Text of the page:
SURPRISE, Ariz. -- Rangers manager Chris Woodward is not ready to officially name his Opening Day starter but it's clear Mike Minor is the obvious choice."I would love for him to be," Woodward said before the first workout on Wednesday. "Obviously I am not going to announce it yet, but
SURPRISE, Ariz. -- Rangers manager Chris Woodward is not ready to officially name his Opening Day starter but it's clear Mike Minor is the obvious choice.
"I would love for him to be," Woodward said before the first workout on Wednesday. "Obviously I am not going to announce it yet, but in all likelihood as long as things go the way they should… I'll let you know."
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The assignment appeals to Minor. After missing 2015-16 due to injury and being used in relief by the Royals in '17, Minor made a successful transition back to the rotation last year. It would be another step forward to be the Rangers' No. 1 starter.
"It's always been a goal," Minor said. "I think everyone's like that. If people look at me like that, I'm going to try to uphold that. Everyone wants the opening nod. It was be an accomplishment for me."
It would also be just the first step. More than any, Minor would love it if the Rangers "took the handcuffs" off him this season after chafing under the enforced limitations placed on him last year. He appears ready for that after his innings count jumped from 77 2/3 as a reliever in 2017 to 157 over 28 starts last season.
"We haven't talked about it, no, but my impression is that I'm built up from last year," Minor said. "Last year starting and doubling the innings, and this year should be full go, I believe."
The limitations included just six of 28 starts on regular four days' rest. He also went a season-high seven innings in just four starts and only three times did he throw more than 100 pitches in an outing.
Woodward said he would "love" to give Minor the opportunity to pitch without any preconceived restrictions.
"He is our best pitcher," Woodward said. "I love that he wants to fulfill that and take on that. Obviously, we've got to monitor that and see how it goes. We are going to keep our eye on him but if he shows he's healthy and his stuff is good through 70-80-90 pitches, I would love to do that."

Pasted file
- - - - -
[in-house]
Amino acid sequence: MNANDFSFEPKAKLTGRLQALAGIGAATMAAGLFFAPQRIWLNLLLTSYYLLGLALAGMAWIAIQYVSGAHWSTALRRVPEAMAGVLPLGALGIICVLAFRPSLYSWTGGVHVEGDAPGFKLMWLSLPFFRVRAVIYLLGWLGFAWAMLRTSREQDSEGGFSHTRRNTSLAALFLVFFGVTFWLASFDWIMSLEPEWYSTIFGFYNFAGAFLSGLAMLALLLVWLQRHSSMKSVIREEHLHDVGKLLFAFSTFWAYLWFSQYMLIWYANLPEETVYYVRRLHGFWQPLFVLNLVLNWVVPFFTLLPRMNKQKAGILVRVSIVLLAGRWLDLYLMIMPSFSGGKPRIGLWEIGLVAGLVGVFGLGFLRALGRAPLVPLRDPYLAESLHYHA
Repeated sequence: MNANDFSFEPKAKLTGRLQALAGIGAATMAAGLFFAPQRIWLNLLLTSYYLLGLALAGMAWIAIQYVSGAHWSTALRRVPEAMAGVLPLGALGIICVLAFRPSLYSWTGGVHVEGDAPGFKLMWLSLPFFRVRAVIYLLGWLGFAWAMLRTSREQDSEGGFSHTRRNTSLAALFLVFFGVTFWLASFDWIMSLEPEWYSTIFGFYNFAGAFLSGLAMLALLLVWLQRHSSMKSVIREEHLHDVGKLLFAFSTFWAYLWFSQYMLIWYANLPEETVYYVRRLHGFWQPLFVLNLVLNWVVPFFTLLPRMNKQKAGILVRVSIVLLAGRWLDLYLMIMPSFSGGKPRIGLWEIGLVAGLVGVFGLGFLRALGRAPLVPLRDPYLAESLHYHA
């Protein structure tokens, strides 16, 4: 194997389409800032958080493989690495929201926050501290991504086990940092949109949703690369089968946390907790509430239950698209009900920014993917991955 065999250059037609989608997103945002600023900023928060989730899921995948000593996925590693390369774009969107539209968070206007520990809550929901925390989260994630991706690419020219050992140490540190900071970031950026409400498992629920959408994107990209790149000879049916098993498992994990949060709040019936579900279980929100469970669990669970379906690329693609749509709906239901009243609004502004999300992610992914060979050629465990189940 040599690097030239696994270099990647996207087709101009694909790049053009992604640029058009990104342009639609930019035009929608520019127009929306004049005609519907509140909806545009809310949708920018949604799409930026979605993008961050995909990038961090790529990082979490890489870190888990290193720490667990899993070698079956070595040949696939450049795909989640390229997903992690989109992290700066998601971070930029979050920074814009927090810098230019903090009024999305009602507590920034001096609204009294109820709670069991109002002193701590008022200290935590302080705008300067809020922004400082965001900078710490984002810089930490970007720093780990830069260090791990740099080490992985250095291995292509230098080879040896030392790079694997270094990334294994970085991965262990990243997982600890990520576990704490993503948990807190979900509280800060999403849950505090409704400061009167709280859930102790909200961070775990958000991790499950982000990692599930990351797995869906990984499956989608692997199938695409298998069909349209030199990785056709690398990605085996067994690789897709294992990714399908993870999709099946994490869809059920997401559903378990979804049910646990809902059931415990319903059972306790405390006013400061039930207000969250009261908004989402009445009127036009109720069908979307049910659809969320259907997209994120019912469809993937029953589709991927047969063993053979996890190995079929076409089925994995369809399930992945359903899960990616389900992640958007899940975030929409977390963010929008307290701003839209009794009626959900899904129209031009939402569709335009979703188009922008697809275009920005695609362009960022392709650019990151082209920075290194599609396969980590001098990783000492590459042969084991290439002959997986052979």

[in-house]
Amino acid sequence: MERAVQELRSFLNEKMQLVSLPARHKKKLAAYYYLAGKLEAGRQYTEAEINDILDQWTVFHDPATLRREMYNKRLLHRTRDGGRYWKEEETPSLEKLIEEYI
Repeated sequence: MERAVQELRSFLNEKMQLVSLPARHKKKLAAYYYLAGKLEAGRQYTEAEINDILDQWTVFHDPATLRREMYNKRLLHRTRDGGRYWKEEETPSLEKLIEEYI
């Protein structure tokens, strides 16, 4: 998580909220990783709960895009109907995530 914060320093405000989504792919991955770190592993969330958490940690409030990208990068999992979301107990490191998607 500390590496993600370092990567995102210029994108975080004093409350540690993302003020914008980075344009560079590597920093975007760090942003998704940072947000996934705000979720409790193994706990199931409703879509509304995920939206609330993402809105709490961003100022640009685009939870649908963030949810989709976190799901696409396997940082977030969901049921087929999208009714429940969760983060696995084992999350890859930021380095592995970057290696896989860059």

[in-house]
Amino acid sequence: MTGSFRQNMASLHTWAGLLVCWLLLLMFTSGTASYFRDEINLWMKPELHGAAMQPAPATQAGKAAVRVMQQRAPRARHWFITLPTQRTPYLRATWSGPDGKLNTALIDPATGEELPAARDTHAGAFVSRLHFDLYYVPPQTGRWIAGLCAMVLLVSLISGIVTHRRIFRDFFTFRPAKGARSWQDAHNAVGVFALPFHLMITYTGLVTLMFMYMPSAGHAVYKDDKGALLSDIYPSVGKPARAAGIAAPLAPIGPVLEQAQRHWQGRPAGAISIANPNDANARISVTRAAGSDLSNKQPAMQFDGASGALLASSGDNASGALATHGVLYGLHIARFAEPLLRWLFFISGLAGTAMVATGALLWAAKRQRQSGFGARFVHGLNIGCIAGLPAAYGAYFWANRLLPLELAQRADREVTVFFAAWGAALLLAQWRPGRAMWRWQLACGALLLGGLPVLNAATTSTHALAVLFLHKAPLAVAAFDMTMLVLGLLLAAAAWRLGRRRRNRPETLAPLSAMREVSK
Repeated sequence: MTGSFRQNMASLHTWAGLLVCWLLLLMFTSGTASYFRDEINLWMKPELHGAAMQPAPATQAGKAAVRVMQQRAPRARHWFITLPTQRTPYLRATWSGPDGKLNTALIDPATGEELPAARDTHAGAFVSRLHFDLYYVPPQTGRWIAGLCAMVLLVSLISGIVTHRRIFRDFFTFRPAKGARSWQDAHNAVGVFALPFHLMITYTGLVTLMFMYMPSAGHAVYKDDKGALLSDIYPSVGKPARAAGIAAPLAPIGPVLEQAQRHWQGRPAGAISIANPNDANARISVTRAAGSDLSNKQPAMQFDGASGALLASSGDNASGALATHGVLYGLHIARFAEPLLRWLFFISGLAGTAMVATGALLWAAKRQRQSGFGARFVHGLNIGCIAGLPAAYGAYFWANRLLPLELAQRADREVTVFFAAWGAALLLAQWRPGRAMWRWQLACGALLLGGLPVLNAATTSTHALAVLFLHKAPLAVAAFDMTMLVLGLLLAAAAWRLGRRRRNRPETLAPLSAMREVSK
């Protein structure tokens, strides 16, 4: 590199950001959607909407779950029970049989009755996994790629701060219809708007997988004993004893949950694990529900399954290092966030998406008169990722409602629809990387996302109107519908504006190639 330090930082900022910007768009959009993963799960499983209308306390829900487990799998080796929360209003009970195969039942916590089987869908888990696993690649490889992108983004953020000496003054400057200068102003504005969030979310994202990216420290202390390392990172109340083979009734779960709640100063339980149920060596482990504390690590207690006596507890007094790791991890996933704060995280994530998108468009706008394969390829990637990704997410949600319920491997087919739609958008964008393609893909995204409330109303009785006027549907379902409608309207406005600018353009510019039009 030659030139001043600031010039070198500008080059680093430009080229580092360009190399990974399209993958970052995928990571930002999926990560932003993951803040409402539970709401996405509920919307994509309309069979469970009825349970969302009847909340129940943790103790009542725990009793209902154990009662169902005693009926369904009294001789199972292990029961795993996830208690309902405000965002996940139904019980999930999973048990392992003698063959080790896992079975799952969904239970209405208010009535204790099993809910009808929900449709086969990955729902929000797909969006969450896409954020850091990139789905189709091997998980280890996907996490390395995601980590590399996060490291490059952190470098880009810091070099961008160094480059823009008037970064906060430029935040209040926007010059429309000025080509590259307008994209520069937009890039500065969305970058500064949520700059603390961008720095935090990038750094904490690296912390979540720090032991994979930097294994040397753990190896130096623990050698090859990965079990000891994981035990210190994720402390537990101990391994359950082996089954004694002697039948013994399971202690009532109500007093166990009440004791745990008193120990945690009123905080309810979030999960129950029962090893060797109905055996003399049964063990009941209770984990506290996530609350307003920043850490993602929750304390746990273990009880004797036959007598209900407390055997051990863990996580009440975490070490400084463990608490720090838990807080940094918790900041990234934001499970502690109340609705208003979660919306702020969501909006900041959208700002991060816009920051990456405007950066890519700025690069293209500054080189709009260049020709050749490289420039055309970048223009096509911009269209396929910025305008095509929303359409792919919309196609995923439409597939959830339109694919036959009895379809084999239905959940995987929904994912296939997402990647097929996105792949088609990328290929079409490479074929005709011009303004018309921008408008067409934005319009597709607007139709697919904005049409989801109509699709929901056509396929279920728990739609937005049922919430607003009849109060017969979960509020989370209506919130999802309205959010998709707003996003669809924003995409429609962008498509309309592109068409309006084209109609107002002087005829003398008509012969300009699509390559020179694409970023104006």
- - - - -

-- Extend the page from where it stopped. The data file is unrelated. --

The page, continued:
Minor, in the first of a three-year contract, didn't like the restrictions but, in hindsight, admitted it was the right thing to do.
"In the end, it's probably always best," he said. "But when you're in the heat of the moment and trying to compete every however many days, I feel like the ball was being taken [away] early and they were skipping me. It's just frustrating because you want to be out there and you want to compete for the team, and you feel restricted."
Minor finished 12-8 with a 4.18 ERA and a 1.12 WHIP. He also was stronger at the end, going 8-4 with a 3.14 ERA in his final 16 starts and holding opponents to a .199 batting average.
He also generated trade interest from other clubs this winter and -- much like they did with Jurickson Profar -- the Rangers considered moving him if the right package of young players was offered. That never materialized.
"We talked about a lot of things this winter," Rangers general manager Jon Daniels said. "He was a guy we certainly got some inquiries on. Any conversations we had where we were considering trading big league players, we had a threshold we would have to get to where we would consider it. There was a good deal of interest in him, but it didn't make sense for us. The discussions we were having didn't quite get there. I'm happy he is in camp with us."
T.R. Sullivan has covered the Rangers since 1989, and for MLB.com since 2006. Follow him on Twitter @Sullivan_Ranger and listen to his podcast.